The narrative review of Koole and De Bruyn [23] explored the educational dental curricula in terms of the basic dental competences, the related researches, and obstacles or feedbacks, concerning its applications for undergraduate dental programs. The 2008-2013 published articles were assembled systematically in PubMed, ERIC, and Web of Science and were independently analyzed with two authors following four steps: Elimination of duplicates, title surveying, abstract interpreting, and full-text studying. For the undergraduate dental education, the inclusion criteria surrounded implantology in dentistry.

Then, 37 out of 420 publications were collected and all information details as regard to curriculum content, number of students, staff incorporated, and funding/logistics subjects were dispersed. The theoretical dental education was predominant while the preclinical/clinical practicing was few and mostly in elective curricula. However, eluted simple clinical cases were dental treated by undergraduate students yielding promising positive educational outcomes with small percentage of failure, little complications, good patient satisfaction, and high student appreciation. In the undergraduate curriculum, the pitfalls to implementation of implant dentistry involved were fund issues, insufficient time or learners with the required competence, and lack of indicated patients for dental implants. Trying to overcome those barriers is beneficial as experience-based implant education improves future practice because well-informed candidates suggest the best restorative treatment alternatives to the dental patients.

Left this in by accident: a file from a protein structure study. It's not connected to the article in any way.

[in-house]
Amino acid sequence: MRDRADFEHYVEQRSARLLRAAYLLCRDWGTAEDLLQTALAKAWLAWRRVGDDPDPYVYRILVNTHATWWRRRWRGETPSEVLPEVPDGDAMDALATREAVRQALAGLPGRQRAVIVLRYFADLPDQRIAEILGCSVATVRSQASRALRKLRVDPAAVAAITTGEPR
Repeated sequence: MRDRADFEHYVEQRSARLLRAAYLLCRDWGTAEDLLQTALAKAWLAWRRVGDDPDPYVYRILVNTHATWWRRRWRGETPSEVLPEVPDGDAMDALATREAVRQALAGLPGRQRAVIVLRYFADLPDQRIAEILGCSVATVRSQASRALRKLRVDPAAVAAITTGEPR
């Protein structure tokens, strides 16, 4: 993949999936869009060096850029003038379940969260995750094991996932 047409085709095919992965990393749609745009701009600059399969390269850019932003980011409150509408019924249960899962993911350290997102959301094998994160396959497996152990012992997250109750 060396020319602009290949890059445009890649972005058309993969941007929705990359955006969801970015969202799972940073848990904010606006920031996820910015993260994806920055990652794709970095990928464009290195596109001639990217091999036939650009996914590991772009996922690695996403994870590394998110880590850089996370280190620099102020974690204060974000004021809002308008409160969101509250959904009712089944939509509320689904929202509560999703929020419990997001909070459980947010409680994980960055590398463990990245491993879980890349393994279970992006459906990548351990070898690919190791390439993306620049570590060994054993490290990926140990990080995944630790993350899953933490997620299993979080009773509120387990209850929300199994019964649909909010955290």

Conclusion Top